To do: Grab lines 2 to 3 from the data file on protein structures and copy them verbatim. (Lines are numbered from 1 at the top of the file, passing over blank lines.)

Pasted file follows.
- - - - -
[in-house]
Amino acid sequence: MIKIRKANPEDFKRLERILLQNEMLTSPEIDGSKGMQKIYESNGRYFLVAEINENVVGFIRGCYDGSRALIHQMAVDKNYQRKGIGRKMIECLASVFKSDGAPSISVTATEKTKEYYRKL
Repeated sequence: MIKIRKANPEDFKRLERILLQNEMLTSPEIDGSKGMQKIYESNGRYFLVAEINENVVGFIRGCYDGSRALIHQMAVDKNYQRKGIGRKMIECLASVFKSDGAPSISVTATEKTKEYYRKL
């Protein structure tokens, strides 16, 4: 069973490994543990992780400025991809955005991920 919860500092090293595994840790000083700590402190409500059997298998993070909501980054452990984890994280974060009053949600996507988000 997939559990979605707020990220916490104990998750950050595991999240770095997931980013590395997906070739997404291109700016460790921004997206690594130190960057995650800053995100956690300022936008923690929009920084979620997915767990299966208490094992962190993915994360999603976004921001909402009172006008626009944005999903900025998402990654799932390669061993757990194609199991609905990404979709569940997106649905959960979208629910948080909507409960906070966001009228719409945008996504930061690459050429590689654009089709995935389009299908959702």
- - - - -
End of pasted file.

Amino acid sequence: MIKIRKANPEDFKRLERILLQNEMLTSPEIDGSKGMQKIYESNGRYFLVAEINENVVGFIRGCYDGSRALIHQMAVDKNYQRKGIGRKMIECLASVFKSDGAPSISVTATEKTKEYYRKL
Repeated sequence: MIKIRKANPEDFKRLERILLQNEMLTSPEIDGSKGMQKIYESNGRYFLVAEINENVVGFIRGCYDGSRALIHQMAVDKNYQRKGIGRKMIECLASVFKSDGAPSISVTATEKTKEYYRKL